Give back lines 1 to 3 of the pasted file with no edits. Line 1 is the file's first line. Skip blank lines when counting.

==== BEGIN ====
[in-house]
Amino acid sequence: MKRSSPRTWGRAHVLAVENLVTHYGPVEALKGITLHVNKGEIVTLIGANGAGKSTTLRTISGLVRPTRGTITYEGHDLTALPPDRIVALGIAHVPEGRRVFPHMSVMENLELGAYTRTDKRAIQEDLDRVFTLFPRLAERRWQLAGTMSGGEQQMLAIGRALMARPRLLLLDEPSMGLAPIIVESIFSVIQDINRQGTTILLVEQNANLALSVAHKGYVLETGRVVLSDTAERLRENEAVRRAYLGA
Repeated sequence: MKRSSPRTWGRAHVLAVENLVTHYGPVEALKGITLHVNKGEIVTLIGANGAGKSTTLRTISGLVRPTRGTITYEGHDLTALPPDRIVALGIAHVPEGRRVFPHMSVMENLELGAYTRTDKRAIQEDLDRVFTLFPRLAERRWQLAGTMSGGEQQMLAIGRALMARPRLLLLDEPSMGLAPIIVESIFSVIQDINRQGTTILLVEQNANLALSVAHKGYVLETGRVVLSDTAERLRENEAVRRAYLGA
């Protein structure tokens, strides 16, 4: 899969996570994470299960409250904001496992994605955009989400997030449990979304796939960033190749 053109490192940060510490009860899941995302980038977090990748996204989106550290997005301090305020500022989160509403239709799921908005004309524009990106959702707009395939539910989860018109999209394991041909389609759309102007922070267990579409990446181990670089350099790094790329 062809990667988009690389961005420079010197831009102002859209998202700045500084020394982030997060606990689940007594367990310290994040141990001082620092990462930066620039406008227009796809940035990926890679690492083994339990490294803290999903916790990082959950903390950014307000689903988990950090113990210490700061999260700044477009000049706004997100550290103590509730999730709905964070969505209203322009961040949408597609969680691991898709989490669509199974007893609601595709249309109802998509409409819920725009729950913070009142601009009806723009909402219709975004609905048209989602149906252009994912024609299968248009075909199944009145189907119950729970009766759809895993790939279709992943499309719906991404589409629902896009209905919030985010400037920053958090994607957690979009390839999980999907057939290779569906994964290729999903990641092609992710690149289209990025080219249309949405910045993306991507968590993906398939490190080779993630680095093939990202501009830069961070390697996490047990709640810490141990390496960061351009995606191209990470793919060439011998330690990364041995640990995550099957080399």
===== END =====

[in-house]
Amino acid sequence: MKRSSPRTWGRAHVLAVENLVTHYGPVEALKGITLHVNKGEIVTLIGANGAGKSTTLRTISGLVRPTRGTITYEGHDLTALPPDRIVALGIAHVPEGRRVFPHMSVMENLELGAYTRTDKRAIQEDLDRVFTLFPRLAERRWQLAGTMSGGEQQMLAIGRALMARPRLLLLDEPSMGLAPIIVESIFSVIQDINRQGTTILLVEQNANLALSVAHKGYVLETGRVVLSDTAERLRENEAVRRAYLGA
Repeated sequence: MKRSSPRTWGRAHVLAVENLVTHYGPVEALKGITLHVNKGEIVTLIGANGAGKSTTLRTISGLVRPTRGTITYEGHDLTALPPDRIVALGIAHVPEGRRVFPHMSVMENLELGAYTRTDKRAIQEDLDRVFTLFPRLAERRWQLAGTMSGGEQQMLAIGRALMARPRLLLLDEPSMGLAPIIVESIFSVIQDINRQGTTILLVEQNANLALSVAHKGYVLETGRVVLSDTAERLRENEAVRRAYLGA